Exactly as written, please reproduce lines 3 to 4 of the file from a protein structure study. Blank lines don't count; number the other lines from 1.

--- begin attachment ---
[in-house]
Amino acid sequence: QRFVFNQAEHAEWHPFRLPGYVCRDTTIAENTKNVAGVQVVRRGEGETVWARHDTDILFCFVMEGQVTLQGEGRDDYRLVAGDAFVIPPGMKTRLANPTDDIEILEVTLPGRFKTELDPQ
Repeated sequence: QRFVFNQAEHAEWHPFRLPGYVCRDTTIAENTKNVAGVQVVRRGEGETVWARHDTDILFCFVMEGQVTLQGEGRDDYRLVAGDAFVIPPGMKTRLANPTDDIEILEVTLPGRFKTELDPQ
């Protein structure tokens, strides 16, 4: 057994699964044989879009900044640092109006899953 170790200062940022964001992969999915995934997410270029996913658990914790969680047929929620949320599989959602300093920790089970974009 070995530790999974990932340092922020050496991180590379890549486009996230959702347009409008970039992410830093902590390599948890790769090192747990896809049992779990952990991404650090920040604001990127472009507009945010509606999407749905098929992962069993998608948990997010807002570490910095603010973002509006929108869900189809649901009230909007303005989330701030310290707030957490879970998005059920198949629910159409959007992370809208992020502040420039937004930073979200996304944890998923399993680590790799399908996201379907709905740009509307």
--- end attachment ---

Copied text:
Repeated sequence: QRFVFNQAEHAEWHPFRLPGYVCRDTTIAENTKNVAGVQVVRRGEGETVWARHDTDILFCFVMEGQVTLQGEGRDDYRLVAGDAFVIPPGMKTRLANPTDDIEILEVTLPGRFKTELDPQ
């Protein structure tokens, strides 16, 4: 057994699964044989879009900044640092109006899953 170790200062940022964001992969999915995934997410270029996913658990914790969680047929929620949320599989959602300093920790089970974009 070995530790999974990932340092922020050496991180590379890549486009996230959702347009409008970039992410830093902590390599948890790769090192747990896809049992779990952990991404650090920040604001990127472009507009945010509606999407749905098929992962069993998608948990997010807002570490910095603010973002509006929108869900189809649901009230909007303005989330701030310290707030957490879970998005059920198949629910159409959007992370809208992020502040420039937004930073979200996304944890998923399993680590790799399908996201379907709905740009509307």